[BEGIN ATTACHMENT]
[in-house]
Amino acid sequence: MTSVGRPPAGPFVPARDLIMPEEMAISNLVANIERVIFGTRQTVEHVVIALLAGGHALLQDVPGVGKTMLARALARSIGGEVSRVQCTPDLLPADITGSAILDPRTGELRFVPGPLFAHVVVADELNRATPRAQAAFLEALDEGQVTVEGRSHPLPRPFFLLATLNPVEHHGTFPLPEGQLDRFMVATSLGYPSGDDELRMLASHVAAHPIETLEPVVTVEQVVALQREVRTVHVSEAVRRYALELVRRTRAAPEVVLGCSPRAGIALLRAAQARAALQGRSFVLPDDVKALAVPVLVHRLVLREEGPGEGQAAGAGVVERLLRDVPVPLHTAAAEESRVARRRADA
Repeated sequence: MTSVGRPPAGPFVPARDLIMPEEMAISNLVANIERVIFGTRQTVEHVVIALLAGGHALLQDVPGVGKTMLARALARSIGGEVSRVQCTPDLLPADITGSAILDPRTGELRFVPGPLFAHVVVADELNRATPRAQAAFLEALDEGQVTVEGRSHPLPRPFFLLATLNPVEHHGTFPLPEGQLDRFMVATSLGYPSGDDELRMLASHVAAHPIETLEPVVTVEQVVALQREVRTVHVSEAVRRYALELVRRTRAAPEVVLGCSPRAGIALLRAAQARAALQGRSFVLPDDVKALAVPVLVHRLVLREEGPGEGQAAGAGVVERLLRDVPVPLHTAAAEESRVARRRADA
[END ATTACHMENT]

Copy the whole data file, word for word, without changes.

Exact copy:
[in-house]
Amino acid sequence: MTSVGRPPAGPFVPARDLIMPEEMAISNLVANIERVIFGTRQTVEHVVIALLAGGHALLQDVPGVGKTMLARALARSIGGEVSRVQCTPDLLPADITGSAILDPRTGELRFVPGPLFAHVVVADELNRATPRAQAAFLEALDEGQVTVEGRSHPLPRPFFLLATLNPVEHHGTFPLPEGQLDRFMVATSLGYPSGDDELRMLASHVAAHPIETLEPVVTVEQVVALQREVRTVHVSEAVRRYALELVRRTRAAPEVVLGCSPRAGIALLRAAQARAALQGRSFVLPDDVKALAVPVLVHRLVLREEGPGEGQAAGAGVVERLLRDVPVPLHTAAAEESRVARRRADA
Repeated sequence: MTSVGRPPAGPFVPARDLIMPEEMAISNLVANIERVIFGTRQTVEHVVIALLAGGHALLQDVPGVGKTMLARALARSIGGEVSRVQCTPDLLPADITGSAILDPRTGELRFVPGPLFAHVVVADELNRATPRAQAAFLEALDEGQVTVEGRSHPLPRPFFLLATLNPVEHHGTFPLPEGQLDRFMVATSLGYPSGDDELRMLASHVAAHPIETLEPVVTVEQVVALQREVRTVHVSEAVRRYALELVRRTRAAPEVVLGCSPRAGIALLRAAQARAALQGRSFVLPDDVKALAVPVLVHRLVLREEGPGEGQAAGAGVVERLLRDVPVPLHTAAAEESRVARRRADA